“With, “Love Was Made In Heaven,” I wanted to do something that was heartfelt and that I could relate to.  I felt that when people heard the song, it would evoke emotion, or it would take them to a moment in time when they met that special someone, a time when they felt that they were getting closer to someone, or they were reminiscing,” says Nikkole.

Still talking about, “Love Was Made In Heaven,” Nikkole says, “I wrote from my own personal experiences, concerning the things that are most important to me, about the person with whom you share your life and your time, and the person with whom you want to be. That is how, “Love Is Made In Heaven,” came together. I poured my whole body, soul and mindset into it.”

Another powerful vibe from Creolepatra comes in the form of, “As If You Were Mine,” a song which explores the taboo side of romance, Nikkole explains, “As If You Were Mine,” is very different than, “Love Was Made In Heaven,” in the sense that it is not based on personal experience. I hear people or friends talking, or perhaps you watch a movie and you say hey, I think that people can relate to this kind of a song. (It is about) finding someone that you like, and you are in the moment, even though they are involved in a relationship, and you are involved in a relationship, but you still have that kindred spirit. You are drawn to that person, as if they were a magnet. It feels like it is right, even though it isn’t. You are in it, you shouldn’t be, but you can’t help yourself. 

The title of Creolepatra, was chosen, because Nikkole feels, “the title suggests being who you are, and being proud of whom you are. It represents strength. This is who I am. I am this strong, determined, independent young woman. I want it to represent the strength of an independent artist, in addition to being a woman who is self-sufficient. I think that this particular offering with this set, is more of me, than any record that I have done to date. I really took my time in penning the songs and getting into the moment of each song.”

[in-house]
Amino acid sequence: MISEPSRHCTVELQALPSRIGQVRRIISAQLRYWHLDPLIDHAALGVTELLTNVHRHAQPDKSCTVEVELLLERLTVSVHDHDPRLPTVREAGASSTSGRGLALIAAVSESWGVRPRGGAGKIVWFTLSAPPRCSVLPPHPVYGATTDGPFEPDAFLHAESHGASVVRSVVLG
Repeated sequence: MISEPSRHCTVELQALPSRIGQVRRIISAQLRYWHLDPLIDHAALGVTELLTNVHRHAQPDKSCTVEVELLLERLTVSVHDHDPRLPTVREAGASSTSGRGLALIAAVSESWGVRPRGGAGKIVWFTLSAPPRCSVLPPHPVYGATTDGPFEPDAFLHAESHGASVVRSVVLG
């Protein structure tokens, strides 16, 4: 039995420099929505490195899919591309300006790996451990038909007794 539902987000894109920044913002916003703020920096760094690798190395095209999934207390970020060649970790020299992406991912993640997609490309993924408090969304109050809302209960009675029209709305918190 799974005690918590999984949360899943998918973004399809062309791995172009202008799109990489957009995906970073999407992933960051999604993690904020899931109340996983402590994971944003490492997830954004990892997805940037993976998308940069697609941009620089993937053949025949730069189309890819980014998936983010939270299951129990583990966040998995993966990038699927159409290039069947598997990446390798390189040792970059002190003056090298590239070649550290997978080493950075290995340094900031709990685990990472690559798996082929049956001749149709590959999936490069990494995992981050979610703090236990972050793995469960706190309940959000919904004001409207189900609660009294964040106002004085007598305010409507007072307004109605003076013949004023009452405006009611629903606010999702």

Nikkole was very happy with the recording process, “It was almost like a live performance where we sang straight down, and did takes, as opposed to a lot of people punching in while they were singing; when they are doing line by line, or as some people do, word by word. I am very pleased with what we got. I am very happy. This is everything that I wanted it to be.”  

Nikkole’s CD Creolepatra, has been riding the success of her single, “EXOTIC,” which has been breaking new ground for her on the airwaves. While Nikkole has always received strong support from radio stations in the deep south and southeastern states, “EXOTIC,” has been receiving spins on radio stations in California and Hawaii.

Nikkole has already done exceedingly well, while remaining an independent artist, her fan base is strong and has been built through grassroots marketing campaigns. Her corporate sponsors are committed, her music is now turning the heads of substantial commercial radio stations, and yet she takes even the Grammy Award considerations in stride, “This is what I do. It takes a little longer sometimes, for an Indie artist to get to a certain point. I think that once you do, if you are strong, you don’t get arrogant, and you are someone that people can relate to, then you can hold tight (to your dreams) and do your own thing in this industry. People go to school to become doctors and attorneys and those aren’t easy (accomplishments) either, but you have to hold steady, be diligent, and do the best that you can. Eventually, you will get your just desserts, and you will be recognized for what you do.”